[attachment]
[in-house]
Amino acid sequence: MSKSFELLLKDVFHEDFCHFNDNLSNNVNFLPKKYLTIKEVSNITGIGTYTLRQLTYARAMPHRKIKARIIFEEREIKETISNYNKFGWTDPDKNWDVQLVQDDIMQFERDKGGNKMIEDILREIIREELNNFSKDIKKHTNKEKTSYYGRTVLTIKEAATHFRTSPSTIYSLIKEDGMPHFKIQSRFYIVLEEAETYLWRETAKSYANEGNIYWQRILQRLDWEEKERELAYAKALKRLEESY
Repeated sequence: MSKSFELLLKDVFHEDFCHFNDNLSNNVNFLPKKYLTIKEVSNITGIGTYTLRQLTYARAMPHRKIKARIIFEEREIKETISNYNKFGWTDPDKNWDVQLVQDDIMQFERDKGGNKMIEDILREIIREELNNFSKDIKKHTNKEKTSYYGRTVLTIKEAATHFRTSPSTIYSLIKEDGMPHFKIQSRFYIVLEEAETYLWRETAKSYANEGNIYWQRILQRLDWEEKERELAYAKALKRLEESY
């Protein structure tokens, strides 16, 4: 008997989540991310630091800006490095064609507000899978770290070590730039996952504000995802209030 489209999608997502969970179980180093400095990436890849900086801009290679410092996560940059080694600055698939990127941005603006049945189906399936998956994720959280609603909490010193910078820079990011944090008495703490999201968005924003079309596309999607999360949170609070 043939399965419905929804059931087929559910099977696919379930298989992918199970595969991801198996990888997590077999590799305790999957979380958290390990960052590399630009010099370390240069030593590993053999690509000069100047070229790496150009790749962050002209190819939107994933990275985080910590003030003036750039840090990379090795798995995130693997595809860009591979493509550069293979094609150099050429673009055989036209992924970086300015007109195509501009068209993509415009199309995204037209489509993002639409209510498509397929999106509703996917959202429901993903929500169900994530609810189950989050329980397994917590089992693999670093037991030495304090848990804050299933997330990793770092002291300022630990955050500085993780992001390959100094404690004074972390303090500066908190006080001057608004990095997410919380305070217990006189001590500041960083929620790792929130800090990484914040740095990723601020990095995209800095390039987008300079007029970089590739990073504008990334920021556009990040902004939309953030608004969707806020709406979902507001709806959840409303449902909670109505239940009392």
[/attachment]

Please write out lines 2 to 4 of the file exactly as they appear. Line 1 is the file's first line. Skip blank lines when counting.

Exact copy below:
Amino acid sequence: MSKSFELLLKDVFHEDFCHFNDNLSNNVNFLPKKYLTIKEVSNITGIGTYTLRQLTYARAMPHRKIKARIIFEEREIKETISNYNKFGWTDPDKNWDVQLVQDDIMQFERDKGGNKMIEDILREIIREELNNFSKDIKKHTNKEKTSYYGRTVLTIKEAATHFRTSPSTIYSLIKEDGMPHFKIQSRFYIVLEEAETYLWRETAKSYANEGNIYWQRILQRLDWEEKERELAYAKALKRLEESY
Repeated sequence: MSKSFELLLKDVFHEDFCHFNDNLSNNVNFLPKKYLTIKEVSNITGIGTYTLRQLTYARAMPHRKIKARIIFEEREIKETISNYNKFGWTDPDKNWDVQLVQDDIMQFERDKGGNKMIEDILREIIREELNNFSKDIKKHTNKEKTSYYGRTVLTIKEAATHFRTSPSTIYSLIKEDGMPHFKIQSRFYIVLEEAETYLWRETAKSYANEGNIYWQRILQRLDWEEKERELAYAKALKRLEESY
């Protein structure tokens, strides 16, 4: 008997989540991310630091800006490095064609507000899978770290070590730039996952504000995802209030 489209999608997502969970179980180093400095990436890849900086801009290679410092996560940059080694600055698939990127941005603006049945189906399936998956994720959280609603909490010193910078820079990011944090008495703490999201968005924003079309596309999607999360949170609070 043939399965419905929804059931087929559910099977696919379930298989992918199970595969991801198996990888997590077999590799305790999957979380958290390990960052590399630009010099370390240069030593590993053999690509000069100047070229790496150009790749962050002209190819939107994933990275985080910590003030003036750039840090990379090795798995995130693997595809860009591979493509550069293979094609150099050429673009055989036209992924970086300015007109195509501009068209993509415009199309995204037209489509993002639409209510498509397929999106509703996917959202429901993903929500169900994530609810189950989050329980397994917590089992693999670093037991030495304090848990804050299933997330990793770092002291300022630990955050500085993780992001390959100094404690004074972390303090500066908190006080001057608004990095997410919380305070217990006189001590500041960083929620790792929130800090990484914040740095990723601020990095995209800095390039987008300079007029970089590739990073504008990334920021556009990040902004939309953030608004969707806020709406979902507001709806959840409303449902909670109505239940009392």